New Orleans Saints: Easy Schedule, Bad Division
In theory, Derek Carr should be an upgrade from both Jameis Winston and Andy Dalton from the 2022 season. Dalton was better than Winston, but it was still too hot and cold. It feels like we’ve been talking about Carr needing a change of scenery for a while now. He gets that in New Orleans with a good offensive line, a stable of talented running backs and productive receivers in Michael Thomas, Chris Olave and Rashid Shaheed.
The Saints also have the easiest schedule in the league, according to wins and losses from 2022. Combine that with their division being wide open, and there are a handful of reasons to be optimistic.
New York Giants: Expanded Passing Attack
For as good as Daniel Jones was in 2022, he wasn’t one to push the ball down the field. He ranked 31st among qualifying quarterbacks in yards per attempt (6.8) and 47th in average depth of target (6.4). There is reason to believe the Giants ramp that up this year, given their passing weapons. They drafted Jalin Hyatt, one of the best deep-threat receivers in college football in 2022, and traded for Darren Waller, who has ranked in the top 10 in yards per route and average depth of target among tight ends since 2019.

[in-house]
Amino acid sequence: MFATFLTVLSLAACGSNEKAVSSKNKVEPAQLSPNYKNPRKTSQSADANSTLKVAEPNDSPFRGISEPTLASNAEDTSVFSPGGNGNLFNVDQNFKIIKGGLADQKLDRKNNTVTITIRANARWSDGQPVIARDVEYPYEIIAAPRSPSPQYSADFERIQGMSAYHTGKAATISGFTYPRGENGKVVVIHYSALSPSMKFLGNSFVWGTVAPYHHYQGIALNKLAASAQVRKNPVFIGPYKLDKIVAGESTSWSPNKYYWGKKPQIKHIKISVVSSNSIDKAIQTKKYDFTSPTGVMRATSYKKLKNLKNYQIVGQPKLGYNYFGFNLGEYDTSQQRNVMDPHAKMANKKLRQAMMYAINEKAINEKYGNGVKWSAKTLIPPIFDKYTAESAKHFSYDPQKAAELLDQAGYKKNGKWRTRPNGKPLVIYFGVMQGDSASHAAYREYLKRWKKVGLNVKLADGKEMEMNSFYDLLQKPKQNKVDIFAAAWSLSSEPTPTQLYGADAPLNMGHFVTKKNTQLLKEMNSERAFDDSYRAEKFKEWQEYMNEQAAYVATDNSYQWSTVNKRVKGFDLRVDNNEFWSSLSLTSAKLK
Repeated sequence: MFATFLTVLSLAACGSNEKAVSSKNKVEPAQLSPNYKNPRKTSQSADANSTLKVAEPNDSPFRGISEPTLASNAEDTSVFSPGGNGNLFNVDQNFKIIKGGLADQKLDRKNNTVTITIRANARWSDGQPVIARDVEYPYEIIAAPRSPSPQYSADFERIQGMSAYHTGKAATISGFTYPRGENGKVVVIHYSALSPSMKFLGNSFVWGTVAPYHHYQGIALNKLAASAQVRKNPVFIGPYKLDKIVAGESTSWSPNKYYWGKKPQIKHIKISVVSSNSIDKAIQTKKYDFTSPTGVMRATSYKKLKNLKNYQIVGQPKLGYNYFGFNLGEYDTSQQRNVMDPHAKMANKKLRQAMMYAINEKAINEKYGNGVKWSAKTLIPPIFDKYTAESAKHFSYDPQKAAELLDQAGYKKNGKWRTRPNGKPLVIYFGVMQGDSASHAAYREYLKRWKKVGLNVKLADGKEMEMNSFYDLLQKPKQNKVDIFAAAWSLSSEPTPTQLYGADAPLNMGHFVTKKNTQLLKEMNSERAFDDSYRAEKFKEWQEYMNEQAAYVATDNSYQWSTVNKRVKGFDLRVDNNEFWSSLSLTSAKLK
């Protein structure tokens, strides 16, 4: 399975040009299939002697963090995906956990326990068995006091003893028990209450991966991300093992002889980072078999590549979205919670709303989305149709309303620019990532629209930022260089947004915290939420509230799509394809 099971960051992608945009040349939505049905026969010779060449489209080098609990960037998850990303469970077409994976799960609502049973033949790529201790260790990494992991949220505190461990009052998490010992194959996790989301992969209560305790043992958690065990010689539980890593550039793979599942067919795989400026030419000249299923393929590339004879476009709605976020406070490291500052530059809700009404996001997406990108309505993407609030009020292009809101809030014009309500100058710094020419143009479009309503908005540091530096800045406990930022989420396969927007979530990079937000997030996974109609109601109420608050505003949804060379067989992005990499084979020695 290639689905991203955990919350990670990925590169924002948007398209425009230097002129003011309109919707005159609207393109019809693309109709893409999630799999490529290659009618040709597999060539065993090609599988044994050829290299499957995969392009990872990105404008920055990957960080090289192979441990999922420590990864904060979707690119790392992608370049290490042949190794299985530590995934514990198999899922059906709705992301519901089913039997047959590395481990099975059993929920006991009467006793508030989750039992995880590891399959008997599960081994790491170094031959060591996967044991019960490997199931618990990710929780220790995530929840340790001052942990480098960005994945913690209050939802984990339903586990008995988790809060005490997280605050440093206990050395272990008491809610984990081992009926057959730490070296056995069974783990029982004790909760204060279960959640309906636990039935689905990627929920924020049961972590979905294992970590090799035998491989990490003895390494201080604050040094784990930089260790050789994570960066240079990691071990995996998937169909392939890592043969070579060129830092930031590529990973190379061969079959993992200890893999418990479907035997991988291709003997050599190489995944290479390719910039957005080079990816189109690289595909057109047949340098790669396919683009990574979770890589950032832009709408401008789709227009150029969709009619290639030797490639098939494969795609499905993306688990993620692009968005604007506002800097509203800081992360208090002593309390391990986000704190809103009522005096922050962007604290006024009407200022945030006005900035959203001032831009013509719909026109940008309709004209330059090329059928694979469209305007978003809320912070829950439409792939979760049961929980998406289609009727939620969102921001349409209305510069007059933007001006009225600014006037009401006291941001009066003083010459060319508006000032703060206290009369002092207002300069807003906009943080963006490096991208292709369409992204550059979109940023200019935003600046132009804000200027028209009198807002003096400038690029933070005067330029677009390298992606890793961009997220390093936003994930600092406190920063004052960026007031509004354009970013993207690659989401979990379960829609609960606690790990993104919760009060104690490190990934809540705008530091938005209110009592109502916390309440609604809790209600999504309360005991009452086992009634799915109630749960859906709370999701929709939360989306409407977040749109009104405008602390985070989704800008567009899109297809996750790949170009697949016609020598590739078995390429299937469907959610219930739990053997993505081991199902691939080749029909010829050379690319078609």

With competent quarterback play last season, the Jets would’ve been a playoff team. They finished with a 48.9 team passing grade and -0.135 expected points added per pass play, one of the worst passing offenses in the league. Adding Rodgers, who is just one year removed from back-to-back MVPs, is a major reason to be optimistic.
Philadelphia Eagles: Everything
The Eagles were one of the most dominant and most balanced teams in the NFL last season. They lost T.J. Edwards and C.J. Gardner-Johnson this offseason, but they had Nakobe Dean waiting in the wings while adding a strong rookie class to contribute in 2023, as well. They have an MVP-caliber quarterback, a dominant passing attack, a great offensive line, a fierce pass rush and a strong secondary. It’s all there for another Super Bowl run.
Pittsburgh Steelers: Ascending Kenny Pickett
From Week 12 onward last year, the only quarterback in the NFL with a higher passing grade than Kenny Pickett was Joe Burrow. Pickett recorded an incredible 7.2% big-time throw percentage and just a 1.2% turnover-worthy play percentage. All of that points to a big leap for Pickett in his second season. With hopefully a fully healthy T.J. Watt returning for a full season, Pittsburgh will be a tough out once again.
San Francisco 49ers: Elite Roster
It’s hard to pick just one reason to be optimistic about the 49ers. Yes, their quarterback situation is still up in the air. But look at the elite players on their roster: Fred Warner, Nick Bosa, Trent Williams, Christian McCaffrey, George Kittle and Deebo Samuel. And that’s not even mentioning ascending young guys such as Brandon Aiyuk, Dre Greenlaw and Talanoa Hufanga. Top it off with one of the best coaches in the league in Kyle Shanahan, and expectations should be high again.